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Stevens Favorite need info please

Discussion in 'Shooting Related Threads' started by short shucker, Jul 11, 2012.

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  1. short shucker

    short shucker TS Member

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    Just trying to pick the collective trust here to find out some info on this gun. It's a model 1915 in 22LR serial # T949, but past that I know very little and what I've been able to find on the 'net is very sketchy at best. Any help would be appreciated.



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    ss
     
  2. joe90t

    joe90t Active Member

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    ss,when i was a kid i had a 22lr that looked a lot like yours. i seem to remember my Dad calling it a "crackshot" but, cannot remember the Maker. Nice 22 !!!!!!!!!!!!! joe90t
     
  3. short shucker

    short shucker TS Member

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    joe90t,

    The "Crackshot" is a shorter barreled version of the Favorite. Same action configuration. At least that is what I've gathered from a bit of research that I've done.

    Thanks for the compliment about the rifle.

    Amazing what a person finds in the back corner of a gunsafe when they shine a light into it. I have no idea when I got this and not real sure how it ended up in the back corner of that safe. Lol.

    ss
     
  4. timberfaller

    timberfaller Well-Known Member

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    I have one that the serial number start with a U.

    When I found mine the wood was not salvageable, so I am in the process of fixing it.

    I know a collector who could probably help if your interested.

    Give me a PM and I send it to you.

    There are a LOT of difference's over the "Favorite" models.

    Mine was also missing the barrel screw and I found out there were three different ones. So I found which one went to mine and found a gun smith who made one for me.

    It is fun to shoot for a old gun!!
     
  5. Barry C. Roach

    Barry C. Roach Well-Known Member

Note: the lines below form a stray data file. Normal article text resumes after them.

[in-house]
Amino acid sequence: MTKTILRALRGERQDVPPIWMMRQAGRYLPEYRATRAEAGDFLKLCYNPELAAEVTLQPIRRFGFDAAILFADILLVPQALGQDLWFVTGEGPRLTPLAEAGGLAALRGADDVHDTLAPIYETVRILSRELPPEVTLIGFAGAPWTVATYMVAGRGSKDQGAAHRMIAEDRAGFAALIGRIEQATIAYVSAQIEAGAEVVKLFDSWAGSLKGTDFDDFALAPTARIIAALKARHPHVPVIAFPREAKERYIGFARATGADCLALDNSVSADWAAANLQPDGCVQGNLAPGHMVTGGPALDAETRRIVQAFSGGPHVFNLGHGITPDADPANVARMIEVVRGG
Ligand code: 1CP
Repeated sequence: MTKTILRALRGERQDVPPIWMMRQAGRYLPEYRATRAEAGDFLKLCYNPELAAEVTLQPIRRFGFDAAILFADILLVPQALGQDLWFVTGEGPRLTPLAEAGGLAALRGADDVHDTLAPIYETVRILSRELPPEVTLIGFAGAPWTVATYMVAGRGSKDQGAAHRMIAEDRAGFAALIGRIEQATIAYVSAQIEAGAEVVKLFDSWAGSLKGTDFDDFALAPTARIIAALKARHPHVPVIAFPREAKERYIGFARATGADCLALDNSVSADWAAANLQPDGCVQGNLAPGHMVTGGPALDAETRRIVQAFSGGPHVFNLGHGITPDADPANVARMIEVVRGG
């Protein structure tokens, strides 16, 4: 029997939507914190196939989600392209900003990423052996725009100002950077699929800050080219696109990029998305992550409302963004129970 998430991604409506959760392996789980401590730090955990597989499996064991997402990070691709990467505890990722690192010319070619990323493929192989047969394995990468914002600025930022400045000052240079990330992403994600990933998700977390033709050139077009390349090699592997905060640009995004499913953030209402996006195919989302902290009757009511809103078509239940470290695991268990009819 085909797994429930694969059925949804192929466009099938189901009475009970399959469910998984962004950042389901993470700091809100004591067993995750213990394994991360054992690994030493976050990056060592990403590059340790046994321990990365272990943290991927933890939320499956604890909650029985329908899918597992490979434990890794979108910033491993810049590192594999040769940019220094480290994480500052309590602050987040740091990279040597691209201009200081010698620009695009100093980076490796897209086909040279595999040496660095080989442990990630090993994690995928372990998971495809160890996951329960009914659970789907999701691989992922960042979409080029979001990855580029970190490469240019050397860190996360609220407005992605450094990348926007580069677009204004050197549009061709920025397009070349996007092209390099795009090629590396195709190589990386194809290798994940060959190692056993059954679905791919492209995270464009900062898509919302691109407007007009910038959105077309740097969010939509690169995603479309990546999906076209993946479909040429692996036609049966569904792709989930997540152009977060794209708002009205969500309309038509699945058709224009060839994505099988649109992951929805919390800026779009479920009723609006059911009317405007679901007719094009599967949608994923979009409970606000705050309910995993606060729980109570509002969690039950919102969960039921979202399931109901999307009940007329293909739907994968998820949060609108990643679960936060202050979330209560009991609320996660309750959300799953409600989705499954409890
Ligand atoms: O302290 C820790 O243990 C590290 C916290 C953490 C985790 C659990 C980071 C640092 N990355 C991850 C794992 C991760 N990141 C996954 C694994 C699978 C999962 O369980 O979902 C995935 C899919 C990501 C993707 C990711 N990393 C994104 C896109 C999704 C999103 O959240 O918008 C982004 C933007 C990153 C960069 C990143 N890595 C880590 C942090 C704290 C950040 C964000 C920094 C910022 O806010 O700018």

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    Used to be one of those on about every farm tractor in North America. Many a groundhog bit the big one using an old "Favorite."
     
  6. Grumpy Bear

    Grumpy Bear TS Member

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    Hi S/S Stevens made this gun in at least three cal. 22 , 25, 32 long, I have these three in my collection.
    It was a take down model used by trappers. A great little gun and yours looks to be in great shape.
    Jim
     
  7. Shooting Jack

    Shooting Jack Active Member

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    I have one with the heavy round barrel in 22LR and serial number is m599. It belonged to my grandfather and he gave it to me when I was 8 yrs old. I went squirrel hunting with him six or eight time carrying it before he actually gave me a bullet. LOL I refinished the wood 40 years ago and it has rarely left my house. I did find the newer version with octagon barrel and bought it and gave it to my only grandson. Jackie B.
     
  8. Brian in Oregon

    Brian in Oregon Well-Known Member

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    I have a couple of Stevens Favorites... A Model 18 and a 1915.

    Also have a pretty extensive library on single shot rifles including Stevens. What do you want to know?

    As for the serial numbers, they are almost meaningless on a Stevens single shots. You have to date the rifles by design features.
     
  9. Hauxfan

    Hauxfan Well-Known Member

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    Way back when..........They came out one year with a commemorative Steven's Favorite. My son was about 8 or so, so I bought it for him. He is now in his 40's so he has had it a while. At the time, the original cost was &75.00 for the commemorative model.

    He shot his first rabbit with it.